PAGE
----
Tired of digital transformation? We’re only halfway through the journey, says veteran Swedish journalist, Henrik Ståhl
Henrik reflects on the last 15 years in journalism and explains why there is much to be gained from having a profile online. Click here to attend the free Digital Identities seminar in Stockholm on 14 September, where he will be speaking. This seminar is powered by Google News Lab.
Henrik, tell us a little about yourself
I am a journalist turned product owner. It’s been an interesting journey to say the least! I started out at the age of 16 working at the local newspaper in Enköping, a small town between Stockholm, Uppsala and Västerås. In the last 15 years I have worked with no less than 10 different companies. From nationals such as Aftonbladet and Svenska Dagbladet, to local papers such as Jönköpings-Posten and Upsala Nya Tiding. I have also worked with both print and digital, and have often had to multitask, performing the roles of reporter, editor and photographer simultaneously. I was recruited to Dagens Industri last summer, and have been working as a product owner for both Dagens industri and Dagens Nyheter since April this year.
In 15 years what’s the biggest change you’ve seen?
The biggest change is, by far, the ongoing digital transformation. We’re not even half-way through this journey. I think the logical conclusion of this journey is an online-only era. It’s not too long before a major newspaper here in Sweden takes that decision. It’s already happened elsewhere — for example, at the Independent in the UK.
What is the fundamental challenge of going digital-first?
Most newspaper have been print-first or print-only, for 99% of their lifespan, but now they have to embrace a new distributed online presence. How do you take one publication and distribute it across different online platforms? In this scenario, it’s not just content, but people and personalities within the organisations that will have to exist alongside each other, in real-time.
Could you explain this idea that journalists will co-exist alongside their content online?
To put it simply, social media is a platform for social relationships between people. News websites can’t be social platforms. But on the other hand, a social media platform is nothing without content. Journalists play an important role in this relationship. They add context, and can participate as well as encourage debate. This increases the life-cycle of their stories.
Does every journalist have to be active online?
No, not active on social media, but be present online. Use it as a research tool. For example, when I was at Aftonbladet, we used Google Trends to get a snapshot into what people were looking for. I think it’s a really interesting aggregator of behaviours and activities that offers inspiration into developing stories in real-time. So rather than just reporting on what people in Sweden were searching for, this snapshot started us on a journey to answer why, which often led to an interesting story. This is how we become proactive rather than reactive. The same logic applies to using social media.
Could you name some Swedish journalists who have created a unique digital identity?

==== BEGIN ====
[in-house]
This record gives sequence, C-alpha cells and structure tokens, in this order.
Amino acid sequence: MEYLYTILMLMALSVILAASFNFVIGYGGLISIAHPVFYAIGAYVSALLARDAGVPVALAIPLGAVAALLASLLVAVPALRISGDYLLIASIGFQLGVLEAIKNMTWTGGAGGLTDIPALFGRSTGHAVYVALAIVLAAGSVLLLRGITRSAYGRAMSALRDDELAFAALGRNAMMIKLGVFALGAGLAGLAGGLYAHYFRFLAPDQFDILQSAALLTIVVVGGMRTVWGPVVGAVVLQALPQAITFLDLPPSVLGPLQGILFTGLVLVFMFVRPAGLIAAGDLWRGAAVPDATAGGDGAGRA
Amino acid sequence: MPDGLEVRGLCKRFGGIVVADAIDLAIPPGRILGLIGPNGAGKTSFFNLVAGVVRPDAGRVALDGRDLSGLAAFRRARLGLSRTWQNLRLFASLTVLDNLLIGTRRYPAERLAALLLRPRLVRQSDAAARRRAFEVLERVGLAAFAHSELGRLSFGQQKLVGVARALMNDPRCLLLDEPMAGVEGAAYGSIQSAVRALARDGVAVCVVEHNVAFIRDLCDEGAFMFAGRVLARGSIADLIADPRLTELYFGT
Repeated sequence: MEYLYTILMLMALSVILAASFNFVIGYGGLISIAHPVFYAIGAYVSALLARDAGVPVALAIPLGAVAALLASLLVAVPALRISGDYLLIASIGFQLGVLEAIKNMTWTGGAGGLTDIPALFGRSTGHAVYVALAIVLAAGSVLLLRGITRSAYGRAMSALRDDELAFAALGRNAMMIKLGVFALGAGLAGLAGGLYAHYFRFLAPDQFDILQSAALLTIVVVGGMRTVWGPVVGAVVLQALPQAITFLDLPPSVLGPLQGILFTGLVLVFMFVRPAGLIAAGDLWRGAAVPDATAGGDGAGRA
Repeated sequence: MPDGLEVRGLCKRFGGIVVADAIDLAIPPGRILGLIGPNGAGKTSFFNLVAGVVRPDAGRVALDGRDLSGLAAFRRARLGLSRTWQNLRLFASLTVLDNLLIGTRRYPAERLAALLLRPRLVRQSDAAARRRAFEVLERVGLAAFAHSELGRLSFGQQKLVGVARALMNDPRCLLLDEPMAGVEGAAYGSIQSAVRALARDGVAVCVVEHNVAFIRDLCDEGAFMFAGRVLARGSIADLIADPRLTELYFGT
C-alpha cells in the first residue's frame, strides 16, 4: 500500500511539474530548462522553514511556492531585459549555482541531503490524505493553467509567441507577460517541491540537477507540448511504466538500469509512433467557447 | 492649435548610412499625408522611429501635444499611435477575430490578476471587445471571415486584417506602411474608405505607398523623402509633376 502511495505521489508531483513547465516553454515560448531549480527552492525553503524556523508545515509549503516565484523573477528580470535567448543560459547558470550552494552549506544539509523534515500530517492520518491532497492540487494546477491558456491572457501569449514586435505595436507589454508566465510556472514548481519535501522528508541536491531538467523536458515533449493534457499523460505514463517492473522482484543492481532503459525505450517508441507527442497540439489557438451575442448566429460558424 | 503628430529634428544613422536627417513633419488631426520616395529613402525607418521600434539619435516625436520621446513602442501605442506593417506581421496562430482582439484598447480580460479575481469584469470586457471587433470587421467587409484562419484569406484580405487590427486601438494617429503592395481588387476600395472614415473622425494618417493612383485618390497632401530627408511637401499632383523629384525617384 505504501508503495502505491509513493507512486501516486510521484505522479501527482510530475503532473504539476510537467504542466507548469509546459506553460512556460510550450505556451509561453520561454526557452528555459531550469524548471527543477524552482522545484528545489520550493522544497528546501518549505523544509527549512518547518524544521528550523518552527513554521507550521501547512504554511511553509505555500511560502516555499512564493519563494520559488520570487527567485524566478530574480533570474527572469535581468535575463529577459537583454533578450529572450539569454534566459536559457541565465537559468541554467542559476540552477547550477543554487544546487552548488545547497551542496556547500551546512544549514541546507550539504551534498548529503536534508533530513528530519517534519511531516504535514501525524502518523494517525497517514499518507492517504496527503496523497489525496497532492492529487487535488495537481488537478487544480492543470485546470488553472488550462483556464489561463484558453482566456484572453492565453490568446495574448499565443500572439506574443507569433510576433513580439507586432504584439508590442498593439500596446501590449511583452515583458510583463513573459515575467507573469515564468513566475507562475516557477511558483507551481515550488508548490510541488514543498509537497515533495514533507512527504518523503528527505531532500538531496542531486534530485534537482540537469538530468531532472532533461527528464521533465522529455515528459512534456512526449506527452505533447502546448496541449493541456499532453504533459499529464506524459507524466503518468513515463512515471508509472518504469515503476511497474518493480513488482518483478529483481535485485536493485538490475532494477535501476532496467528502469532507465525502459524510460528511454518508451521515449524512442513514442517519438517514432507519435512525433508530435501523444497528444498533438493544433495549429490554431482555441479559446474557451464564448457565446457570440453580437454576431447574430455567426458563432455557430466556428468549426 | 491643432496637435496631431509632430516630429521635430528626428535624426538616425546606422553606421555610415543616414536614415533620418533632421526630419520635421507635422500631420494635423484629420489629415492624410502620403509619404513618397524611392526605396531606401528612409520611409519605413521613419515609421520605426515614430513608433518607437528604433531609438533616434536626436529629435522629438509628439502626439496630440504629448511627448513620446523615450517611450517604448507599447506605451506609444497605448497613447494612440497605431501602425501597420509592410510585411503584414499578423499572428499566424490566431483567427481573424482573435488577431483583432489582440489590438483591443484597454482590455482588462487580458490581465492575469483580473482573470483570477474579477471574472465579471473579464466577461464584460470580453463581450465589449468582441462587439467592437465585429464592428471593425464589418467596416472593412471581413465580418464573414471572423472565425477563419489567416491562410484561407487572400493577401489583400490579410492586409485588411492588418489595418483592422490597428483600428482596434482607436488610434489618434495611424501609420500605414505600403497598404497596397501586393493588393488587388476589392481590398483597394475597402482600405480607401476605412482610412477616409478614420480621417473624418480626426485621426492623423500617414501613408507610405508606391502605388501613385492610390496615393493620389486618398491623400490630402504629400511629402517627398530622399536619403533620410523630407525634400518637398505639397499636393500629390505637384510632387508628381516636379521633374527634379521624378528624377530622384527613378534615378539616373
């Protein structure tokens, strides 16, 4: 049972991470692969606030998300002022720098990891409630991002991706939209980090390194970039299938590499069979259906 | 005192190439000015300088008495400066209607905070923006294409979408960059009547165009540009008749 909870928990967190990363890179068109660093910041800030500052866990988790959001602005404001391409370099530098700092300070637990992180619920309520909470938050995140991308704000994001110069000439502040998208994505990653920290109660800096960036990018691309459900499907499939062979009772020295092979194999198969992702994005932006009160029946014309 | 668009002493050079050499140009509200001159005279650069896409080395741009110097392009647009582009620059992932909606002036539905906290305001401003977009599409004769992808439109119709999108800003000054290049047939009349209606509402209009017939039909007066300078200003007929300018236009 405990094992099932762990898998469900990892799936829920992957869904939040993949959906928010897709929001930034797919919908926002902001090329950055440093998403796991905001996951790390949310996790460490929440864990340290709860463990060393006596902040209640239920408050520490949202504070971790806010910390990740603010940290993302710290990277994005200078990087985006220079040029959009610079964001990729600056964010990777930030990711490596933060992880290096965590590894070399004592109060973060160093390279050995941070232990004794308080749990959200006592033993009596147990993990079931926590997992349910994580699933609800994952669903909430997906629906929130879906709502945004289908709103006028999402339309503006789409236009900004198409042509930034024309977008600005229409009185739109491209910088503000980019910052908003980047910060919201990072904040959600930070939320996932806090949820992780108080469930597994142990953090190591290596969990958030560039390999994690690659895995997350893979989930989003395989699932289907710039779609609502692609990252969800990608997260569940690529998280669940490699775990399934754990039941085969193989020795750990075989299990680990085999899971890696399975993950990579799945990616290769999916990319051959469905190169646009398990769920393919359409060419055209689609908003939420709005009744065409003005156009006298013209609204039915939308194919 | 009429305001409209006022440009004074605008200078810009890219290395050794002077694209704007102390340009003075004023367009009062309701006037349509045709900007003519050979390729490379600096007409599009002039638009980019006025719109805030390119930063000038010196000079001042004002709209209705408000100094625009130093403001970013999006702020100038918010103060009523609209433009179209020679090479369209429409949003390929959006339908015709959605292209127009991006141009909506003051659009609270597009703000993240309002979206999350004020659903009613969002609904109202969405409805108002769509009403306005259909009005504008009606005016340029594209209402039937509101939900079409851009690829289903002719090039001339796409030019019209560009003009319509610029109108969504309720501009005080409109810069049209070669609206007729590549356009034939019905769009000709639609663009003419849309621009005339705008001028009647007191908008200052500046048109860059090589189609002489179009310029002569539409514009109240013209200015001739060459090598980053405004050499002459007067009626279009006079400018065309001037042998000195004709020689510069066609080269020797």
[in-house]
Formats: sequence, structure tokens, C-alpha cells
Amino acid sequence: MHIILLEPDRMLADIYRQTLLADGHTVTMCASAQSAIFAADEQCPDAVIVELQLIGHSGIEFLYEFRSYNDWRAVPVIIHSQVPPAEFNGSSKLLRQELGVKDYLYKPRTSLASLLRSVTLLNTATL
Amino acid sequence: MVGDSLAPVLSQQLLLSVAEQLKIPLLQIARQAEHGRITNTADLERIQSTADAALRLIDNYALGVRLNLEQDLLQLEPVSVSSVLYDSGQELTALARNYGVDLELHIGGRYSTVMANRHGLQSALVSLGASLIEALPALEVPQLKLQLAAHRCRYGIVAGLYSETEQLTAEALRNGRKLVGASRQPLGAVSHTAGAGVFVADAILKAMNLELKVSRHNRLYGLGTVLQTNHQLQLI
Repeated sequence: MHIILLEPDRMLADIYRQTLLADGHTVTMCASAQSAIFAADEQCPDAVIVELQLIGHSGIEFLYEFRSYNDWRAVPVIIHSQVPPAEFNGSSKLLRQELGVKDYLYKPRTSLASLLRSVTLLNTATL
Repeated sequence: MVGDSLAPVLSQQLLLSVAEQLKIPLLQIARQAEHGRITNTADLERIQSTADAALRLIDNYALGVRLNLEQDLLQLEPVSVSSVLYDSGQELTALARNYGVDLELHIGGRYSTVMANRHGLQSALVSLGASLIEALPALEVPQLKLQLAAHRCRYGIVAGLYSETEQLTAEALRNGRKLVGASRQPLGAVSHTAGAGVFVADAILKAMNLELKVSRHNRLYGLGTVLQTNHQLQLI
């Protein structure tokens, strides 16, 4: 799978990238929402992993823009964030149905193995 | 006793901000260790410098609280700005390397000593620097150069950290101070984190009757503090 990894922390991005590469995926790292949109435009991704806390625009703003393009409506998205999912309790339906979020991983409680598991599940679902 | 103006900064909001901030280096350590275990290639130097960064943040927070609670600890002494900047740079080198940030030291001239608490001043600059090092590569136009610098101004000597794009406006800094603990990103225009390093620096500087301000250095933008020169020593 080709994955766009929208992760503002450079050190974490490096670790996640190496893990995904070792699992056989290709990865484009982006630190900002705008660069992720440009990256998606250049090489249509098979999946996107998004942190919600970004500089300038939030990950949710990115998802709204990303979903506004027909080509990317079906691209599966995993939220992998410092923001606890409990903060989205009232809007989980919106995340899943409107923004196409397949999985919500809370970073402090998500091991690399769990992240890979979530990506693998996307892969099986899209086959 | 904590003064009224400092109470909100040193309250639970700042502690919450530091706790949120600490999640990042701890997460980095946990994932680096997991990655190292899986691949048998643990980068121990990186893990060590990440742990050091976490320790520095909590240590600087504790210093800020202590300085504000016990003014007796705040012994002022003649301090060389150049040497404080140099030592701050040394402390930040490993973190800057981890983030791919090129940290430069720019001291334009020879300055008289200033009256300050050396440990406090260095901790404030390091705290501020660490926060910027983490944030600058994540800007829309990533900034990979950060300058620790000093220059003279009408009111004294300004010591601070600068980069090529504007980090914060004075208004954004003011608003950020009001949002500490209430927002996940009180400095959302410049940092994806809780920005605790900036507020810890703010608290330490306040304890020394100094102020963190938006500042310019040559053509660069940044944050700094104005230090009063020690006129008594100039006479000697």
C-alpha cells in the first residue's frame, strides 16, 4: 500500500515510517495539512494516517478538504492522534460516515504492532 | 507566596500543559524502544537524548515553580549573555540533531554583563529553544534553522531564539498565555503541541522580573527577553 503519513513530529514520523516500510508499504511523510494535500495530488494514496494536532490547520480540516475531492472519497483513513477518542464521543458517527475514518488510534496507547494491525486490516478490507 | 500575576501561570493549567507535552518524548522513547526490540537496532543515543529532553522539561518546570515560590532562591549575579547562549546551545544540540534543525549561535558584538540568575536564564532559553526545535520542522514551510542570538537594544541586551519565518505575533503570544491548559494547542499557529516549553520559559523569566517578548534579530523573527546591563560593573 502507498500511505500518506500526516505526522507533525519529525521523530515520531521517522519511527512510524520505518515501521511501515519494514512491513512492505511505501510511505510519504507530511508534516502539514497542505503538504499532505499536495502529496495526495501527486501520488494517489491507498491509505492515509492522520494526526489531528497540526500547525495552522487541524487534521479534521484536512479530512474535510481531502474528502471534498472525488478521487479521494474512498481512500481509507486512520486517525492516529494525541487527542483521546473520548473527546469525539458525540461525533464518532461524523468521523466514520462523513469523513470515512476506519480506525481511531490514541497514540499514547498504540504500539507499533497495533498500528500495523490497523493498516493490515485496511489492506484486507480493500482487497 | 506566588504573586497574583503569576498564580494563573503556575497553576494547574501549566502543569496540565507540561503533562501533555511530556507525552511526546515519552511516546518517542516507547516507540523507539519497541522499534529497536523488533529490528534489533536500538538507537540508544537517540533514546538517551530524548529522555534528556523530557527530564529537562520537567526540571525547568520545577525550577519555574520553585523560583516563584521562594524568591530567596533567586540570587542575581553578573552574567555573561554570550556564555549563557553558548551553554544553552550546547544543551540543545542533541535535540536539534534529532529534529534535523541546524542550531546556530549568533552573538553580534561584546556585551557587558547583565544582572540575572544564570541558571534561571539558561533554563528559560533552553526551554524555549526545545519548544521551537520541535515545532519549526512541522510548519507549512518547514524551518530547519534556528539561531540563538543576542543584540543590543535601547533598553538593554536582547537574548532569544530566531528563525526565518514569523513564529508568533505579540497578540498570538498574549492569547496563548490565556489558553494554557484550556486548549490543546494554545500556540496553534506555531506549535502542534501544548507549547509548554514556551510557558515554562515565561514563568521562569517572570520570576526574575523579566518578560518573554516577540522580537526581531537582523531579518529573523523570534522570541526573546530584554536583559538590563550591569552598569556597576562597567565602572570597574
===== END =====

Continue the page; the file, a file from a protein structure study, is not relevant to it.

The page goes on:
There are a quite a few. Henrik Mitelman (@Mitelman) from Dagens Industri and Martin Jönsson (@DagensNyheterMJ), who is currently at Dagens Nyheter. They are engaging and participate in discussions. Aftonbladet’s online TV reporter Angelica Karlsson (@ViktigaNyheter) balances objective reporting with personal engagement. The same goes for Kristina Lindquist (@syrran). Also, I should mention Frida Boisen (@fridaboisen).
How has your presence on social media helped you and your organisation?
Social media helps me find and connect with like-minded people. It is important for me to have a connection with my peers outside of my organisation and outside the media sector. You never know where inspiration can come from. It’s also important for me to have a connection with the audience for whom I am developing a product.
Let me give you an example of how this come together. Last year we launched Börsen på 3 minuter (The stock market in 3 minutes) as an early news roundup for the stock market. We could have done this as a live broadcast in a studio environment. But we wanted to bring our viewers one step closer to us. So we decided to go ahead with Periscope to broadcast from the news floor. Right from the heart of our organisation. Very quickly, this evolved into a genuine dialogue. After the broadcast, we uploaded the video to the website. This has allowed us to develop a niche, fast-growing community in a cost effective manner. It is successful at various levels. This happened because we were early adopters of a new channel, and we thought about the context.
Why do you think journalists should spend a day with us at the Digital Identities seminar powered by Google News Lab in September?
In my experience, it is essential to experiment in order to make the best use of the growing number of social and digital tools. And you need your team onboard! However, before you launch into an experiment, you must define a clear purpose. We need to make informed choices and set clear boundaries. That is why I think the Digital Identities session in Stockholm will be useful. Take some time off from the news floor. Use the day for learning and to develop new ideas that you can take back to your organisation.
Eliza Anyangwe, Henrik Stahl and Sarah Cheverton will be speaking at the European launch of the Digital Identities seminar in Stockholm on 14 September. This free programme is powered by Google News Lab and is open to journalists across Sweden. If you plan to attend, please register soon as places are limited.